U.S.-India Civil Nuclear Cooperation InitiativeDr. Andrew K. Semmel, Deputy Assistant Secretary, Nuclear Nonproliferation Policy and Negotiations
Remarks to the Northern California World Affairs Council
San Francisco, California
May 6, 2006
Thank you for the opportunity to discuss the U.S.-India Civil Nuclear Cooperation Initiative.
On March 2 in New Delhi, the United States and India reached a historic understanding on civil nuclear cooperation. This strategic achievement will advance a number of important U.S. and global priorities: it will help advance energy security, further environmental protection, promote economic and technological development in both countries, bolster international security, and, on balance, strengthen the global nonproliferation regime.
Reflect for a moment on where U.S.-India relations have been over the past half-century. Differences over domestic policies and international objectives kept India and the United States estranged. This limited our ability to help shape a productive future for South and Central Asia, which will be one of the most dynamic regions in the 21st century.
Our past nonproliferation policies toward India had not achieved their purposes. They had no effect on India’s development of nuclear weapons. Nor did they prevent India and Pakistan from testing nuclear weapons in 1998. They contributed little to lessening regional tensions, which brought India and Pakistan repeatedly to the brink of war. They effectively forced India to rely on oil and gas from Iran and the Persian Gulf, or on destabilizing competition over waterways to produce hydroelectric power. They isolated India from the standards of the nuclear nonproliferation establishment, and left India with resentful attitudes and a protected and sheltered nuclear industry.
The U.S.-India Civil Nuclear Cooperation Initiative
Moving forward in building this new strategic relationship will hinge to a great degree on the U.S.-India Civil Nuclear Cooperation Initiative. Let me mention the specifics of the Initiative. The basic agreement is this: India has pledged, for the first time in 30 years, to submit its entire civil nuclear program to international inspection and to take on significant new nonproliferation commitments in exchange for full civil nuclear cooperation with the international community. With this initiative, the world is expecting India to be a full partner in nonproliferation, and India is expecting the world to help it meet its growing energy needs.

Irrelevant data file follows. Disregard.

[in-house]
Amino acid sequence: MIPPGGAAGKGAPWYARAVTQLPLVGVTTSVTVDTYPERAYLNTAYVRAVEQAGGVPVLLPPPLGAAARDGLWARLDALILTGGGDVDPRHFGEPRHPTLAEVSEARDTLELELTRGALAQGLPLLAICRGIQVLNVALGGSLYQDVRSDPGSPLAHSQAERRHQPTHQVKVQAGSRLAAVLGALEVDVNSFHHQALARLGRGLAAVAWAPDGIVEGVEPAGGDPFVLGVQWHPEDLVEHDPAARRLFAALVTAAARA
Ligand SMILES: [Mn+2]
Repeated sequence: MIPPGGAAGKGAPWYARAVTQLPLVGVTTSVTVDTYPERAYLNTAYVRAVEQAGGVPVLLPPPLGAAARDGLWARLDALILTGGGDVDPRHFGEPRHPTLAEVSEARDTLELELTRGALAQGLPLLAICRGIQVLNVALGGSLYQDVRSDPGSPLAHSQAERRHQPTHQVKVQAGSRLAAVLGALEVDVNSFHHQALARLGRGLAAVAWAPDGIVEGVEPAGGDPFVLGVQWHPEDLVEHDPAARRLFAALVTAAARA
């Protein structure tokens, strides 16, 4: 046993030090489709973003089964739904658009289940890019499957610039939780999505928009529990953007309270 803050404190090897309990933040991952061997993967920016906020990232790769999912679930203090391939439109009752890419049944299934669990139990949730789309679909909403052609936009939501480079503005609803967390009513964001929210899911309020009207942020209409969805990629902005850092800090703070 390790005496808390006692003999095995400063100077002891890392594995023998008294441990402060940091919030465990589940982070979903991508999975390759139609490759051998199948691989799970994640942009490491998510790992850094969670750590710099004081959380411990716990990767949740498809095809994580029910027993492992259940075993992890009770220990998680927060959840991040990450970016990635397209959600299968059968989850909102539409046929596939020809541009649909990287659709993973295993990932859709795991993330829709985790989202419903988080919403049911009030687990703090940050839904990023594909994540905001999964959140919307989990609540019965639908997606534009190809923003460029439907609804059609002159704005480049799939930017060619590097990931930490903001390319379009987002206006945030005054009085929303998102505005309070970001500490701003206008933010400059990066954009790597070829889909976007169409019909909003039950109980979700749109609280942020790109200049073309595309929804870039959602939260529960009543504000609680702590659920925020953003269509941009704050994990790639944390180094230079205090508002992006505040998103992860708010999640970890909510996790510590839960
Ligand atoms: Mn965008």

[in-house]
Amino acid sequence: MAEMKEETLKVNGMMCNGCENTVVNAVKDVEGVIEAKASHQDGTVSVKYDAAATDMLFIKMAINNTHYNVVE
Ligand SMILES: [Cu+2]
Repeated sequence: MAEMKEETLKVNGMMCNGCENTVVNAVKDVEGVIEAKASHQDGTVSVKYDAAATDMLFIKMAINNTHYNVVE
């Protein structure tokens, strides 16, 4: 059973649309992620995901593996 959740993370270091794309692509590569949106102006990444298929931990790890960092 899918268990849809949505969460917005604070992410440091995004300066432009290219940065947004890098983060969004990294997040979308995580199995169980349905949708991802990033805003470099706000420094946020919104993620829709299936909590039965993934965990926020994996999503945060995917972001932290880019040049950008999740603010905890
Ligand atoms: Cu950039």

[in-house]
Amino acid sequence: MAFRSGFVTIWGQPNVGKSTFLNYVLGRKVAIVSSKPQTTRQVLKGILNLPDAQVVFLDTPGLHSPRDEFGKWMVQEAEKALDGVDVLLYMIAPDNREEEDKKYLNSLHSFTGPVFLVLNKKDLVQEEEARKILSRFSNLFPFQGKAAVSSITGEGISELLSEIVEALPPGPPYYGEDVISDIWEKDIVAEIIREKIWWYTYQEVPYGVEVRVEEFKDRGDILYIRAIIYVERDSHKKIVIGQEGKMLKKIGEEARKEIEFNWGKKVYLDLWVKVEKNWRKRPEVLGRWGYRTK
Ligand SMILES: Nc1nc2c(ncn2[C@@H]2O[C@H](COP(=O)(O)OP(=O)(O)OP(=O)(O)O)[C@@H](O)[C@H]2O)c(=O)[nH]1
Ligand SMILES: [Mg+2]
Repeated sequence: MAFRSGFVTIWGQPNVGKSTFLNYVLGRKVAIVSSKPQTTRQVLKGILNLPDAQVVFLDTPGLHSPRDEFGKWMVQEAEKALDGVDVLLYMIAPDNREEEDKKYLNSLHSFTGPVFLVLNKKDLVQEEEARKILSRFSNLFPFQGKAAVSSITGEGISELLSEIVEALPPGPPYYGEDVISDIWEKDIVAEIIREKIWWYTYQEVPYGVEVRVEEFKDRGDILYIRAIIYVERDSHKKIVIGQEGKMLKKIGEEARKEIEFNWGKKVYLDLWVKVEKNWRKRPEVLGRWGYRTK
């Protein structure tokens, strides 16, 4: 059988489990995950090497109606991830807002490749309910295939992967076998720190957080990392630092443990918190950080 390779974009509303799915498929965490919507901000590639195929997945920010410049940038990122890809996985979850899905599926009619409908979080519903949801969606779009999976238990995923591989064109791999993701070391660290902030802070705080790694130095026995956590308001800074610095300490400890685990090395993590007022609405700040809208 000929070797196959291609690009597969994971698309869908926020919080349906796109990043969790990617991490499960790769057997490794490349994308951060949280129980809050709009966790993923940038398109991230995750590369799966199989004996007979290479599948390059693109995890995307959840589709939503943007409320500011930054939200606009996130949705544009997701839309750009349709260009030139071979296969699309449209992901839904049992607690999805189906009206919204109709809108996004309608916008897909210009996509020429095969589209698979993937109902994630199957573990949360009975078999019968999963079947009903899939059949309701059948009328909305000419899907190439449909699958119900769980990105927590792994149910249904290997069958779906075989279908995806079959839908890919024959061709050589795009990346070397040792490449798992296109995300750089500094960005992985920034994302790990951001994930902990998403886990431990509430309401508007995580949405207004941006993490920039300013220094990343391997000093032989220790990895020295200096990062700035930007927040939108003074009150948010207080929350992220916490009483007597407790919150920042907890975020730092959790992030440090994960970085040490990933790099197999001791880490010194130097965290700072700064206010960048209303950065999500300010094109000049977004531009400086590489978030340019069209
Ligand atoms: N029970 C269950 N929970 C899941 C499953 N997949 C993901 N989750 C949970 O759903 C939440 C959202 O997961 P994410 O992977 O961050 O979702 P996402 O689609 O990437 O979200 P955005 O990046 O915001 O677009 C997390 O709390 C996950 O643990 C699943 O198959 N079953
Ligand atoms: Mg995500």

More specifically, India has agreed to place all future civil reactors – both breeder and thermal – under permanent International Atomic Energy Agency (IAEA) safeguards and to continue its unilateral moratorium on nuclear testing. India will also place a majority (14 out of 22) of its existing and planned power reactors under international safeguards by 2014. Under this initiative, nearly two-thirds of India’s thermal reactors will be brought under safeguards, a figure that the Indian government has said could rise as high as 90% as India procures more civil reactors in the next 15 years. Without this initiative, 81% of India’s current power reactors – and its future power and breeder reactors – would continue to remain outside of IAEA safeguards.
Once implemented, potential American and international suppliers will be able to invest in India’s safeguarded civil facilities solely for energy production and other peaceful purposes. The safeguards required by this initiative are designed to help detect, and thereby help prevent, the diversion to military use of any materials, technologies, or equipment provided to India’s civil nuclear facilities. Once a reactor is under IAEA oversight, safeguards will be in place permanently and without any conditions – unlike the nuclear weapons states which have ‘voluntary’ safeguards arrangements with the IAEA that can be changed at any time, for any reason.
The Indian government will negotiate and sign an Additional Protocol with the IAEA (which gives the IAEA greater authority to inspect, including spot inspections to ensure there is no diversion from peaceful to weapons uses), and will work with the United States to conclude a multilateral Fissile Material Cutoff Treaty. India has also agreed to create a robust national export control system that includes harmonization with and adherence to the Missile Technology Control Regime and Nuclear Suppliers Group guidelines, two critical international nonproliferation regimes. Finally, India will continue its unilateral moratorium on testing and refrain from transferring enrichment and reprocessing technologies to states that do not possess them. These are commitments that go beyond those required by the NPT. Just last June, as part of our discussions on civil nuclear cooperation, India’s parliament passed a landmark WMD export control law that significantly upgraded and improved India’s ability to counter the proliferation of materials related to weapons of mass destruction. This law makes such proliferation a crime in India, just as it is in the United States.